Anything is Possible is a luminous collection of short stories tied to Elizabeth Strout’s previous novel, My Name Is Lucy Barton, which told the story of a hospitalised novelist — the titular Lucy — coming to terms with her destitute childhood during evasive conversations with her estranged mother. It was a delectably quiet, understated, but powerful novella; one of those books you read, and enjoy, but only fully appreciate once you’ve let it marinate.
Anything is Possible is kind of, but not exactly, a sequel to My Name is Lucy Barton. It is set in and around Lucy’s hometown of Amgash, Illinois, and indeed, she features as a main character in one of the stories. But this book has more of a connection to Strout’s Olive Kitteridge than My Name is Lucy Barton, in that is comprised of distinct, but interconnected short stories, each of which delves into the minutiae of small-town life.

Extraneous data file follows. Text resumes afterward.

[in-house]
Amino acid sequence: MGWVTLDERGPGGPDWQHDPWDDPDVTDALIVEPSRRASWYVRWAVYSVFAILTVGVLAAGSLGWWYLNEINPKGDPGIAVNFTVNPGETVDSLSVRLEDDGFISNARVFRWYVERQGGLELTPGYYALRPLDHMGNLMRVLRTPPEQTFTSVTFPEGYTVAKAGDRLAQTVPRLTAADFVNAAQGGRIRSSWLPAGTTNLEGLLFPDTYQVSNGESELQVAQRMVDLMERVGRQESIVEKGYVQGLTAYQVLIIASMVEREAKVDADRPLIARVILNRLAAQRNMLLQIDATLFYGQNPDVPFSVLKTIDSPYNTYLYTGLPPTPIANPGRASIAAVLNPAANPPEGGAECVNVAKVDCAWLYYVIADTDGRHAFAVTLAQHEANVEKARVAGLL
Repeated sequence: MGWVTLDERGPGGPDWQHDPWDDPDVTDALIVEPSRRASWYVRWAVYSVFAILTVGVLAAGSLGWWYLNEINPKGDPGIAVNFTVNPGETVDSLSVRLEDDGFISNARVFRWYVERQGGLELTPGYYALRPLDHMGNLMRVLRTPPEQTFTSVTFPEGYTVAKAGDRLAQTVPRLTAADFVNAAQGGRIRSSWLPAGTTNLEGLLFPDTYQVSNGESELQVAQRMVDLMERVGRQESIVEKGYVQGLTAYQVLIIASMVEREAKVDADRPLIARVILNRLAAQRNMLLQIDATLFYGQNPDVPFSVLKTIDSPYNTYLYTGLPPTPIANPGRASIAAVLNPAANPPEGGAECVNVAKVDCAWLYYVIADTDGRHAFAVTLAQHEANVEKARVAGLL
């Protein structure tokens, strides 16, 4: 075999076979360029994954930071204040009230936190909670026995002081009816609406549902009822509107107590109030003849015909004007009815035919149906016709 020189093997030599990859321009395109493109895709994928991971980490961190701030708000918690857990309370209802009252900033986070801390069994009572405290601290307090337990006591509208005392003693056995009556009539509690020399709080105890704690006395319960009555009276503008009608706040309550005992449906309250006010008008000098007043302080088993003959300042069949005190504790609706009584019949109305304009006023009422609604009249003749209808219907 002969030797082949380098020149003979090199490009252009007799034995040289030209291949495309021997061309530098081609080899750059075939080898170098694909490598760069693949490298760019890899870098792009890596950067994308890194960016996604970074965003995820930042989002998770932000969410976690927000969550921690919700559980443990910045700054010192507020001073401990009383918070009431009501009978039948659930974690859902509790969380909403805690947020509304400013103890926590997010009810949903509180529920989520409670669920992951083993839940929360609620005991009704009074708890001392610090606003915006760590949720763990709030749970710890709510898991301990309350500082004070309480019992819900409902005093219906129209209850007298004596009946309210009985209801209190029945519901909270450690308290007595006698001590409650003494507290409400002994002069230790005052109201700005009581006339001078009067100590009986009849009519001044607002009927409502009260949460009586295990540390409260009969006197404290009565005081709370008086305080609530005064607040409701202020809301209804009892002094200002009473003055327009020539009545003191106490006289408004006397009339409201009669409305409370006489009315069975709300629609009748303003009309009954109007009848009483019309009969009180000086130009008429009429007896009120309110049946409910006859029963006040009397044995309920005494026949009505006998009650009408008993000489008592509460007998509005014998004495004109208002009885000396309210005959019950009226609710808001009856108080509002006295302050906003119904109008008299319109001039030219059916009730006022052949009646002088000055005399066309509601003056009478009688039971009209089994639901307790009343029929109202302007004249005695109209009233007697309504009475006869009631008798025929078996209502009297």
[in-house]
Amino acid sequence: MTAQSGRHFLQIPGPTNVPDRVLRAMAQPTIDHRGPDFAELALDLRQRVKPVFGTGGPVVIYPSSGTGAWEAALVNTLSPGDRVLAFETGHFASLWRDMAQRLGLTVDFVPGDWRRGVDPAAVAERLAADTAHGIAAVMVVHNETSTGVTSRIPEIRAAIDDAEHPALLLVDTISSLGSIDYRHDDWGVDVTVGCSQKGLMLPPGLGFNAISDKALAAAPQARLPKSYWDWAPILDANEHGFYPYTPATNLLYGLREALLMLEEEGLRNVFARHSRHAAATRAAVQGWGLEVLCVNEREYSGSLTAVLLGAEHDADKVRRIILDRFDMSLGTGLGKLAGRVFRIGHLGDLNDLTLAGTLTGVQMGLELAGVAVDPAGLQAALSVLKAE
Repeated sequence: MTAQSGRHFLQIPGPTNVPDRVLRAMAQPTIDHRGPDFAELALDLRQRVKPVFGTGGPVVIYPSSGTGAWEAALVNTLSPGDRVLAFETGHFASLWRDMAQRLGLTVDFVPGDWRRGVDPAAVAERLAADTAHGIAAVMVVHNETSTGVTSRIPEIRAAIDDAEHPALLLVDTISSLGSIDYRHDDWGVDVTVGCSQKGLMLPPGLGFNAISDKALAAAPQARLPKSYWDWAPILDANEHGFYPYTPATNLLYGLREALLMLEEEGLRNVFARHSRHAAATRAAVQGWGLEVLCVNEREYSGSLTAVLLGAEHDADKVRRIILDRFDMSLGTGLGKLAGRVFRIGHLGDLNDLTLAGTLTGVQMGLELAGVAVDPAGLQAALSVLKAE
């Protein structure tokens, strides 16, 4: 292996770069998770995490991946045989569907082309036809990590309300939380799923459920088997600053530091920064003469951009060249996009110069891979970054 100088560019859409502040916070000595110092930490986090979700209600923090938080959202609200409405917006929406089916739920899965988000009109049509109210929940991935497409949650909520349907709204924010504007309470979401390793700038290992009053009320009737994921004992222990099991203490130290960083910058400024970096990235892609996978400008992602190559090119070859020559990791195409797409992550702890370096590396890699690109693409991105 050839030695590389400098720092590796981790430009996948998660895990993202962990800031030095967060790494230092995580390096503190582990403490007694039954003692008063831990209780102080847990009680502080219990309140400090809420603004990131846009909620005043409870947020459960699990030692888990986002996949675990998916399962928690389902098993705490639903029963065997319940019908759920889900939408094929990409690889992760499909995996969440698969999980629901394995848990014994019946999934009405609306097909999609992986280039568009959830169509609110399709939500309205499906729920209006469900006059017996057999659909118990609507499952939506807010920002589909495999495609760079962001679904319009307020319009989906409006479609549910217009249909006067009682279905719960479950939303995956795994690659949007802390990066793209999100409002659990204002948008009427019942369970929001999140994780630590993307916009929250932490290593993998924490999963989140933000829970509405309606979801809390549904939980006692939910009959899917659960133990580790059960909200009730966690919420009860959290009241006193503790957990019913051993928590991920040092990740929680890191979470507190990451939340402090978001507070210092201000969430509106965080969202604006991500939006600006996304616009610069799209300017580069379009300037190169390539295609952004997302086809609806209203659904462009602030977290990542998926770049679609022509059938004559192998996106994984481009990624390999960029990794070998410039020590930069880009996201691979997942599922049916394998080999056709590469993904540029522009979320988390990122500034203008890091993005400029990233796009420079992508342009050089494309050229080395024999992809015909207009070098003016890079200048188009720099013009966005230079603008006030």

The book focuses on the complexities, ambiguities and vulnerabilities of everyday people. As with any collection of short stories, some are more resonant than others. Sister — featuring Lucy Barton, her sister Vicky, and brother Pete — is worth the cover price alone (even for those who’ve not read My Name is Lucy Barton); so too the final story, Gift, which stars the Barton’s second cousin Abel. Really, they’re all gems, each of the nine stories demonstrating Strout’s incredible gift. Her understated prose cuts through to the core brilliantly.
Format: Hardback (198mm x 129mm x mm)
Publisher: Penguin Books Ltd
Publish Date: 4-May-2017
Country of Publication: United Kingdom